What is the Two-Step?
A popular country western dance style typically performed to country music, the two-step is an energetic and spirited dance that is surprisingly easy for beginners to learn. Regional variations are abundant, but all offshoots of the two-step maintain the same focus on the lively tempo and rhythms of country music. River Oaks School of Dancing teaches the two-step.
Origins of the Two-Step
The variations in American Style dancing referred to as Two-Step have been around since the late nineteenth century, and though sharing the same name, those historic ballroom dance figures with roots in European and Mexican dance traditions from the 1800’s bear little resemblance to the Two-Step of today. The evolution of this popular country dance style proceeded slowly through the first three-quarters of the twentieth century. Changes began to escalate as country music gained a larger following during the 1970’s. At this same time, the two-step in its current form first began to make waves when several Foxtrot instructors from Fred Astaire dance studios in Houston, Texas began to combine American Style Foxtrot with country music. Due to the faster nature of this type of music, early two-step instructors quickly began to replace the traditional American Style side steps with forward walks. Additionally, the smooth feel of the Foxtrot was largely discarded in favor of pulsating movements. With the 1980 movie “Urban Cowboy,” and it’s depiction of the Pasadena, Texas bar, Gilley’s, the country music explosion became a trendy phenomenon. As the two-step continued to grow in popularity, its inventive instructors gradually began to incorporate the unique turns and ducks put on display every weekend at Gilley’s. Four decades later, these motions remain two-step signatures.
Music of the Two-Step
Danced predominantly to country songs with 4/4 timing, the two-step maintains a strong accent on the first beat of each bar, although the next three beats are also strong and even. The music’s quick-quick pulse effortlessly drives dancers down the floor while establishing a slightly undulating feel. Although the music used for two-step dances is generally fast-paced, it is especially so in competitions, with music typically maintained at between 168 and 200 beats per minute. 180 bpm and faster is standard among advanced competitive dancers.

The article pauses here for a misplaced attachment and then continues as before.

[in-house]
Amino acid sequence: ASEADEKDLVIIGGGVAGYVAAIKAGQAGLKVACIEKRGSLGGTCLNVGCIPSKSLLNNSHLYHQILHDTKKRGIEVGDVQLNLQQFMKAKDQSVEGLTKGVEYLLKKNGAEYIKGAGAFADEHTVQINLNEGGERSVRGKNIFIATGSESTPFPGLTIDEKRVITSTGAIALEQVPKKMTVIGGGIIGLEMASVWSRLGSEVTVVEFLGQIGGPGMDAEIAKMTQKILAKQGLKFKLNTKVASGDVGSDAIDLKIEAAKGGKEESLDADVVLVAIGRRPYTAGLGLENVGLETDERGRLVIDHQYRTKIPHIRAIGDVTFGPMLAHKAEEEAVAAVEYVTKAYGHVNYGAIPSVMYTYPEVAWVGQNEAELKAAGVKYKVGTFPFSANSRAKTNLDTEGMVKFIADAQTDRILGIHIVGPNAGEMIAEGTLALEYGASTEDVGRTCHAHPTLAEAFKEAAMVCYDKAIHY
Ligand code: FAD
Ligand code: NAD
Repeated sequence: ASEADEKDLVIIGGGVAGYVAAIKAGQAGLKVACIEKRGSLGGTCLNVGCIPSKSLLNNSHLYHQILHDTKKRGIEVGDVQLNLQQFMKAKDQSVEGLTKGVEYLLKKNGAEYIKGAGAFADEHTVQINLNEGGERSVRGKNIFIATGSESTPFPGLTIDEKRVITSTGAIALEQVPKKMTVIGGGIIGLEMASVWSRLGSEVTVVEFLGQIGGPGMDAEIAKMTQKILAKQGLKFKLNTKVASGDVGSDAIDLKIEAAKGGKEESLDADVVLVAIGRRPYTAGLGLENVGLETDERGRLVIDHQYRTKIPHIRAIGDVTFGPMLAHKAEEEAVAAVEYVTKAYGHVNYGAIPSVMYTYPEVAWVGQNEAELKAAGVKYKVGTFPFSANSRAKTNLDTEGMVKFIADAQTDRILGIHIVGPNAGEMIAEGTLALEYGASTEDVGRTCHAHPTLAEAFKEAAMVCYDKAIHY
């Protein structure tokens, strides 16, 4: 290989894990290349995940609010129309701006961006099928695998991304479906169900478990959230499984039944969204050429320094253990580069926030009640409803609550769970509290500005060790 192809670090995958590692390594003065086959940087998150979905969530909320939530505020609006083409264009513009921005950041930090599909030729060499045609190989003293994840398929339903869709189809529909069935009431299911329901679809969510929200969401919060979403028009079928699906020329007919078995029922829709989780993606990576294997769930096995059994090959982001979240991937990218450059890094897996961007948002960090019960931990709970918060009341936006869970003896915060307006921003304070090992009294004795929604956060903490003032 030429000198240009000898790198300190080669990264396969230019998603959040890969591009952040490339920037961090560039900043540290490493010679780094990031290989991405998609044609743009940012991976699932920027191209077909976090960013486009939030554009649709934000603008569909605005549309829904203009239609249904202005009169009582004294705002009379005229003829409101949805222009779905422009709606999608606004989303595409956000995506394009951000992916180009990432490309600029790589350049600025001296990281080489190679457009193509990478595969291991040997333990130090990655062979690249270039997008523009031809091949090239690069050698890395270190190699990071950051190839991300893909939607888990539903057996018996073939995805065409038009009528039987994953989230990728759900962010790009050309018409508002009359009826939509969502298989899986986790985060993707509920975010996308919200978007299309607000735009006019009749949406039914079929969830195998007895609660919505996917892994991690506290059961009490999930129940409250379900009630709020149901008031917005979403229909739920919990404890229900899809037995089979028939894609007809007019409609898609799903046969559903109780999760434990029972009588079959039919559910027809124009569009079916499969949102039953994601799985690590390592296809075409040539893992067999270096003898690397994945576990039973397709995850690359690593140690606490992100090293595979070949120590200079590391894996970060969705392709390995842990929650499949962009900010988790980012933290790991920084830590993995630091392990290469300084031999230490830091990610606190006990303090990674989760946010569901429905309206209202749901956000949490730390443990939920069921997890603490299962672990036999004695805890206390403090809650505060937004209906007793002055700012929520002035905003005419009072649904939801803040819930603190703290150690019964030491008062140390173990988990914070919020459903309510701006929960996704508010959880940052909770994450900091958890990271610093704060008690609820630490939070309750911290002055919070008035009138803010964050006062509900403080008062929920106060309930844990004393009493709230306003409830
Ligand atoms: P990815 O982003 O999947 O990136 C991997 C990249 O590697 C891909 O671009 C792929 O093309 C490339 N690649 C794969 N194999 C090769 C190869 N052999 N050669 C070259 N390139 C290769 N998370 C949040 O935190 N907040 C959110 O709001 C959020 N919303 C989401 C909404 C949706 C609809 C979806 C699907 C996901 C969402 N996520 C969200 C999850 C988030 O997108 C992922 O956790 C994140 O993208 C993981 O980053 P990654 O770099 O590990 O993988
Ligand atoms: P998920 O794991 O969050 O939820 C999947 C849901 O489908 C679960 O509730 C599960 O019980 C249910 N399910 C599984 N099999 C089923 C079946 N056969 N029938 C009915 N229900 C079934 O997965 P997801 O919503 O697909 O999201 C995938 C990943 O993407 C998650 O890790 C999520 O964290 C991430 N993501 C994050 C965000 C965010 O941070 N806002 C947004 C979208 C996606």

Characteristics of the Two-Step
Although not quite as smooth as the American Style Foxtrot that preceded it, the two-step maintains a focus on relaxed hips and level heads. Driving and weaving motions are incorporated to great effect as the dancers move progressively around the floor in a counter-clockwise manner. In addition to abiding by the pulsating feel established by traditional country songs, dancers are expected to keep up with the frequent changes in slow and quick rhythms. While beginners focus on basic promenades and turns, advanced two-step dancers are encouraged to explore more intricate moves such as check turns, underarm turns, basket whips, grapevines and side-by-side free spins. The possibilities for embellishment are limited only by the space on the dance floor and the imagination of the two-steppin’ couple as they keep time with the music. Even non-cowboys & their partners will find this dance a lively and energetic addition to their social dance repertoire.